Australia's gross domestic product expanded a seasonally adjusted 0.6 percent on quarter in the third quarter of 2017, the Australian Bureau of Statistics said on Wednesday.
Treasurer Scott Morrison labelled the September quarter national accounts "another encouraging set of numbers", noting that at 2.8 per cent, the annual growth figure stands above the average of other advanced economies.
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The annual pace accelerated to 2.8 percent, from 1.9 percent and handily outpaced the United States at 2.3 percent.
Australia has been exiting an unprecedented mining investment boom, with the Reserve Bank of Australia cutting interest rates to a record-low of 1.5% since November 2011 to boost growth in non-resources industries.
"The most worrying aspect of the data was the strikingly weak household consumption outcome", she said.
"We have now seen four consecutive quarters of investment growth, following 12 consecutive quarters of decline".
"The big surprise was consumer spending - looks disgusting", said Shane Oliver, chief economist at AMP Capital.
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However, consumer spending remained weak, under pressure from rising household debt and soft wages growth. Wage growth is crawling at the slowest rate ever, while the unemployment rate is still up around 5.5 percent. But household consumption grew by just 0.1% in the quarter and is tracking weak growth levels not seen in nearly a decade.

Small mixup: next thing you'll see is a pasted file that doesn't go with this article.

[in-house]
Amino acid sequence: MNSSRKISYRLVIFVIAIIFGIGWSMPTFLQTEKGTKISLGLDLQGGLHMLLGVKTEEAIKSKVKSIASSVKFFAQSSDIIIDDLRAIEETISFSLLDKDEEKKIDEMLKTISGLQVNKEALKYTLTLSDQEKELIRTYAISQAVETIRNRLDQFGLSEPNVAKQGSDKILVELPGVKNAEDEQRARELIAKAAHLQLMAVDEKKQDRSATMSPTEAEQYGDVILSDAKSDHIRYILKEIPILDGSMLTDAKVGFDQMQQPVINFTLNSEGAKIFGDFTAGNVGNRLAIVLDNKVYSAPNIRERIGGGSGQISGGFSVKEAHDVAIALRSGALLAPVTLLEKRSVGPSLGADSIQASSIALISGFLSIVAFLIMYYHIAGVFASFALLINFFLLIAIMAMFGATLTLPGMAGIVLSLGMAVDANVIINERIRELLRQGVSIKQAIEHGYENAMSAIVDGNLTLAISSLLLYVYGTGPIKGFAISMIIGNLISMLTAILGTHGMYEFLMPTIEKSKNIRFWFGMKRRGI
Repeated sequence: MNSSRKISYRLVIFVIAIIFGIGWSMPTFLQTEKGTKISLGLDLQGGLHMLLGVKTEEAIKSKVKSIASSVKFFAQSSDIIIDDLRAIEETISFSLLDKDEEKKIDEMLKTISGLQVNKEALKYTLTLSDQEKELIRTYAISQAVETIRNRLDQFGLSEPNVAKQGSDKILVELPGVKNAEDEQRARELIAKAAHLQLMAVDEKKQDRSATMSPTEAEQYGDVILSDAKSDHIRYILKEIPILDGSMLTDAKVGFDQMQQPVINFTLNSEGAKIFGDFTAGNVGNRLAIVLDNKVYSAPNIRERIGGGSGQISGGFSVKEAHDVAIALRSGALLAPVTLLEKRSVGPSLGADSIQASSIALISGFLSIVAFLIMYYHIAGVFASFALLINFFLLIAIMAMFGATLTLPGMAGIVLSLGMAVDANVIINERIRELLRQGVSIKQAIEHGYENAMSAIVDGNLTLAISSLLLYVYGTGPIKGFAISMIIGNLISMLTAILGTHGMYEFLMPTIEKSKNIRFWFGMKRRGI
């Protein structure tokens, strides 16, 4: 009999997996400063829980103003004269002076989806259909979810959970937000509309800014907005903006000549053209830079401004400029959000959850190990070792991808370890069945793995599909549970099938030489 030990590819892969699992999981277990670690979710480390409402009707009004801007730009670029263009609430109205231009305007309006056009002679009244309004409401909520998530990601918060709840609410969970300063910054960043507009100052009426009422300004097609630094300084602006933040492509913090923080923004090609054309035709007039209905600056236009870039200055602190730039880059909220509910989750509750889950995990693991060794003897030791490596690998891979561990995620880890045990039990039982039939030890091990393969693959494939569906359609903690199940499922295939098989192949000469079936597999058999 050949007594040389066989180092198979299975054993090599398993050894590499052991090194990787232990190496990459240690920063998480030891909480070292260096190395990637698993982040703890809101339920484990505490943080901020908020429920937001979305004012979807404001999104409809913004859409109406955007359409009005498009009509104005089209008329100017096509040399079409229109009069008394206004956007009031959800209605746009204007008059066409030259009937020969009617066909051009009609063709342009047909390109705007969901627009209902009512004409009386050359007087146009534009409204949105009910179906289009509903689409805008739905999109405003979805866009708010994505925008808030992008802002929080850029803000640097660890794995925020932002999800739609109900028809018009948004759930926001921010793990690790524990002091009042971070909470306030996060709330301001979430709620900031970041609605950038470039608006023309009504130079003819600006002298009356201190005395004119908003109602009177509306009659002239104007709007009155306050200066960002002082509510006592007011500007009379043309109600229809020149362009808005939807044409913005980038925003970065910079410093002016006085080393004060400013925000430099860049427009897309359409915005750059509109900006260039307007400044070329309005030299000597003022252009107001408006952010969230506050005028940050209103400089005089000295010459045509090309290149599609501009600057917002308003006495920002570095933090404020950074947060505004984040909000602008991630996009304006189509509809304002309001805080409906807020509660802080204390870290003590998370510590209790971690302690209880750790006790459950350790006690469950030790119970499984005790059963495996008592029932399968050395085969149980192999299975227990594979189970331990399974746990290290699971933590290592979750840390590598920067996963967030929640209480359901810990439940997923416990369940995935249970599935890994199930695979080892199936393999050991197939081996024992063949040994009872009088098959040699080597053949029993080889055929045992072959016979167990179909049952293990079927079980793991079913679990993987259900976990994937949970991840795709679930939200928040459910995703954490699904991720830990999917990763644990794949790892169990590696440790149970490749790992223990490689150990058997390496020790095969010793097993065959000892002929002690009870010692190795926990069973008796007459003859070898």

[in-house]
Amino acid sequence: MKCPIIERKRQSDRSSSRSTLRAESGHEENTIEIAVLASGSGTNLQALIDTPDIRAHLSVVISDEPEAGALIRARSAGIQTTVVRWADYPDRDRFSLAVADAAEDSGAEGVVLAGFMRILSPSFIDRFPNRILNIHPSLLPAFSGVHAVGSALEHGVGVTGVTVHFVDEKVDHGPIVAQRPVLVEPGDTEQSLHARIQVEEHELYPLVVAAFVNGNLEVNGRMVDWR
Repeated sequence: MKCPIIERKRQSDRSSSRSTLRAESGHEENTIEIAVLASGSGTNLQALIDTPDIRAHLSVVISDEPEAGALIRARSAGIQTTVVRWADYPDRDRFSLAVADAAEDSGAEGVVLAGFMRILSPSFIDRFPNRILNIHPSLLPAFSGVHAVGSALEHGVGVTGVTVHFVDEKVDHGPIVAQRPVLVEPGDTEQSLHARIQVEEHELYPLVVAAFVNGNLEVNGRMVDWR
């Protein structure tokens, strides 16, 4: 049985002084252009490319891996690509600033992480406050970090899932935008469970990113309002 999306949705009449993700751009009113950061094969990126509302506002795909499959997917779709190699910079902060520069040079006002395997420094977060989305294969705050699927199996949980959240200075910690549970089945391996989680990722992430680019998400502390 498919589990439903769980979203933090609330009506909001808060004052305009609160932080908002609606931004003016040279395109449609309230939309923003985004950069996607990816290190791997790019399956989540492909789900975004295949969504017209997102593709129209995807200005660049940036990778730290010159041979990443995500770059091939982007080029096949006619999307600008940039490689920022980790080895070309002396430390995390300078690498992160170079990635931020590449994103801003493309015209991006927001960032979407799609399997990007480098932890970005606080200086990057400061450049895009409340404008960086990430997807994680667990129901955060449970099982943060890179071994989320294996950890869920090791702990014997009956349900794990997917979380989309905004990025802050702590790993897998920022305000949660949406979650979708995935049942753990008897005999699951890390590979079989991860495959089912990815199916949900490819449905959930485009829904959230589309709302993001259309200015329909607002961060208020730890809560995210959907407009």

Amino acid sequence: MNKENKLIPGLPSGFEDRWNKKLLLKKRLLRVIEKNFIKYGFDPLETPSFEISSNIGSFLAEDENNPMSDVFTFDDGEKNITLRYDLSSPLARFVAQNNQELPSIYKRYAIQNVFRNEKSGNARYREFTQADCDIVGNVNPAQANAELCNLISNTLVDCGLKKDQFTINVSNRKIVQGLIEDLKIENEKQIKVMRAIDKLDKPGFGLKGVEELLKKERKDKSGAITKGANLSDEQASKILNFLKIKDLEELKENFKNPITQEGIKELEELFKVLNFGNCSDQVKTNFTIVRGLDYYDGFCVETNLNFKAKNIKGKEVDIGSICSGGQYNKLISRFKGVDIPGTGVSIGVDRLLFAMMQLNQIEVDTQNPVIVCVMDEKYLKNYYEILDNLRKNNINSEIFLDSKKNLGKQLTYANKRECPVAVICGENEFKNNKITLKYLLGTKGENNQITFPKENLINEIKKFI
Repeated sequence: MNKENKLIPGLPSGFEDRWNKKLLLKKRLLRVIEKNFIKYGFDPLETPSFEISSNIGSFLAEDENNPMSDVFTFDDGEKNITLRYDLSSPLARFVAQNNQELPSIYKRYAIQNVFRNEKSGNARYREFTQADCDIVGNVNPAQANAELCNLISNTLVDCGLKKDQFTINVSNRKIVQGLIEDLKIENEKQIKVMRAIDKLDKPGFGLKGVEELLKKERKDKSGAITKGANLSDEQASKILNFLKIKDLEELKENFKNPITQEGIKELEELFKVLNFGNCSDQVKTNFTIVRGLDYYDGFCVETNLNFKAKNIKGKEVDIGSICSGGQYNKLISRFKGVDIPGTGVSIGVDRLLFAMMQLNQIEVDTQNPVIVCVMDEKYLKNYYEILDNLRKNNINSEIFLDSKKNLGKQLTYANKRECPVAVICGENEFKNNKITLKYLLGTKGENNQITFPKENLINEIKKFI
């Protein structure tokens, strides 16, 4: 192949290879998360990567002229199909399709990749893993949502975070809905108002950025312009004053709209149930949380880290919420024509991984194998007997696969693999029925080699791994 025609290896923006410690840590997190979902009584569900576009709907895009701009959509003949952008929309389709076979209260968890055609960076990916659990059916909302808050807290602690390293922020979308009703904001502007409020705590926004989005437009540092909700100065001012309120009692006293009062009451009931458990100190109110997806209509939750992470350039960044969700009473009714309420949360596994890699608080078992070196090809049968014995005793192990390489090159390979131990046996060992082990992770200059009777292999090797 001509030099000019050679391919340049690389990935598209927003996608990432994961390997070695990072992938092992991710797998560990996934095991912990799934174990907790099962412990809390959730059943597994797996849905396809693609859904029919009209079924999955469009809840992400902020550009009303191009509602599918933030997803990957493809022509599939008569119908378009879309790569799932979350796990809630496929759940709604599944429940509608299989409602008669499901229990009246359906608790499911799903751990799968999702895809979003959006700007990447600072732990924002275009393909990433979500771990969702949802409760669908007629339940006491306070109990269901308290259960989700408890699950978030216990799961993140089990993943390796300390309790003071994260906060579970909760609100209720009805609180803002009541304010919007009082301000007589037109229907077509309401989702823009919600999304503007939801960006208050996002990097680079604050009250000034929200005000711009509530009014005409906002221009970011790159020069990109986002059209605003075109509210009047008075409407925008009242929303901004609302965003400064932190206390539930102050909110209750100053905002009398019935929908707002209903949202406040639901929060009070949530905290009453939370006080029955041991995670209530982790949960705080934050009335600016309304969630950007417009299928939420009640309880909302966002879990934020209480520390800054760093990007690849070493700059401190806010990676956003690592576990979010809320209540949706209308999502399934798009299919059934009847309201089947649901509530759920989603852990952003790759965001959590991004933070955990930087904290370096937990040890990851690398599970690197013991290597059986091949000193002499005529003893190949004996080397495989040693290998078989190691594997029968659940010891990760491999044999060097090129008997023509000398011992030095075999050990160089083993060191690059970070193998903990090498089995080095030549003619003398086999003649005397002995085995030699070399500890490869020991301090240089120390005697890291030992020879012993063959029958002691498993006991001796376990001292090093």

The household savings ratio also ticked up 0.2 per cent to 3.2 per cent, suggesting that households have been reluctant to run down savings to fund consumption.
The lack of demand meant inflation was also a no-show, with a key measure of domestic prices flat in the quarter.
The improved annual growth figure was assisted by the negative September quarter data from past year dropping out, and it takes Australia close to what would be considered average levels of economic expansion.
Corporate sentiment is high, buoyed by strengthening global growth and robust exports, contributing to a jump in private investment over the quarter.
Household consumption expenditure increased only 0.1 per cent in the September quarter, making it the lowest quarterly rate of growth since the 2008.
"This print will come as a major disappointment for the RBA", Westpac's chief economist, Bill Evans, said.
Growth for the year sprang ahead to 2.8 percent, from 1.9 percent, in part because a rare contraction suffered in the third quarter of last year dropped out of the calculation.